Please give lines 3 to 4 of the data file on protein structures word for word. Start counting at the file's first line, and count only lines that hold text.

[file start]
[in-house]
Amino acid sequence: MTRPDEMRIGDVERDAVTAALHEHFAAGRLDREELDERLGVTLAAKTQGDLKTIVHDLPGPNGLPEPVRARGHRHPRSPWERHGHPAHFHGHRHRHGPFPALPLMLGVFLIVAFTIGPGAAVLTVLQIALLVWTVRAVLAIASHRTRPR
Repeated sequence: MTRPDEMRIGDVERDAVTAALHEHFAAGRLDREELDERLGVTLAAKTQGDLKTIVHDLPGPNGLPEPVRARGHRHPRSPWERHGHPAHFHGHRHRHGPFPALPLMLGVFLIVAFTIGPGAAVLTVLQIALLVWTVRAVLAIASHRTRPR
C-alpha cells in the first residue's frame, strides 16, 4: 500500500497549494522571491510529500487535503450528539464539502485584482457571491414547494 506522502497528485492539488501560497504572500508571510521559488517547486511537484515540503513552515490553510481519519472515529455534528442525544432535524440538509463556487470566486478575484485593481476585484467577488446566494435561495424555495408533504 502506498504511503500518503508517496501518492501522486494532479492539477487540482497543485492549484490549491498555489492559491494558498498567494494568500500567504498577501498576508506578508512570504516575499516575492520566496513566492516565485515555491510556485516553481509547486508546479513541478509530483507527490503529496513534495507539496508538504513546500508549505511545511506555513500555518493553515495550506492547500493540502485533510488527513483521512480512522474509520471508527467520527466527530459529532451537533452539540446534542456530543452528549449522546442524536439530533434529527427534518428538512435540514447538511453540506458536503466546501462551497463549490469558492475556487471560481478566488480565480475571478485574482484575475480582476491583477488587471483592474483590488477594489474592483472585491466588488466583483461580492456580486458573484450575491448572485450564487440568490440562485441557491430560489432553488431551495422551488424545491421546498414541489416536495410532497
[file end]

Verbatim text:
Repeated sequence: MTRPDEMRIGDVERDAVTAALHEHFAAGRLDREELDERLGVTLAAKTQGDLKTIVHDLPGPNGLPEPVRARGHRHPRSPWERHGHPAHFHGHRHRHGPFPALPLMLGVFLIVAFTIGPGAAVLTVLQIALLVWTVRAVLAIASHRTRPR
C-alpha cells in the first residue's frame, strides 16, 4: 500500500497549494522571491510529500487535503450528539464539502485584482457571491414547494 506522502497528485492539488501560497504572500508571510521559488517547486511537484515540503513552515490553510481519519472515529455534528442525544432535524440538509463556487470566486478575484485593481476585484467577488446566494435561495424555495408533504 502506498504511503500518503508517496501518492501522486494532479492539477487540482497543485492549484490549491498555489492559491494558498498567494494568500500567504498577501498576508506578508512570504516575499516575492520566496513566492516565485515555491510556485516553481509547486508546479513541478509530483507527490503529496513534495507539496508538504513546500508549505511545511506555513500555518493553515495550506492547500493540502485533510488527513483521512480512522474509520471508527467520527466527530459529532451537533452539540446534542456530543452528549449522546442524536439530533434529527427534518428538512435540514447538511453540506458536503466546501462551497463549490469558492475556487471560481478566488480565480475571478485574482484575475480582476491583477488587471483592474483590488477594489474592483472585491466588488466583483461580492456580486458573484450575491448572485450564487440568490440562485441557491430560489432553488431551495422551488424545491421546498414541489416536495410532497